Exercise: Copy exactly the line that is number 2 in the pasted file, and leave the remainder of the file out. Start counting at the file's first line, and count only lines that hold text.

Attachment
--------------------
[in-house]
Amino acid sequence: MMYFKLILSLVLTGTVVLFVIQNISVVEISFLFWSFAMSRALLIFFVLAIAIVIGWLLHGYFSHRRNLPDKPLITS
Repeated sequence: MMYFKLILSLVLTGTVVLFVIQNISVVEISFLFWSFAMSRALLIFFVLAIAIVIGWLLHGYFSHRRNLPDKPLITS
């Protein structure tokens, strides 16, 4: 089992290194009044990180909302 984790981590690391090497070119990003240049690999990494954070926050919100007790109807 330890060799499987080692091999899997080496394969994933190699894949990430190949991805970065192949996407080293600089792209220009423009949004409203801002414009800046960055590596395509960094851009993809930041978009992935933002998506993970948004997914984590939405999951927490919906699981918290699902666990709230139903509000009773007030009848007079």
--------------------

Amino acid sequence: MMYFKLILSLVLTGTVVLFVIQNISVVEISFLFWSFAMSRALLIFFVLAIAIVIGWLLHGYFSHRRNLPDKPLITS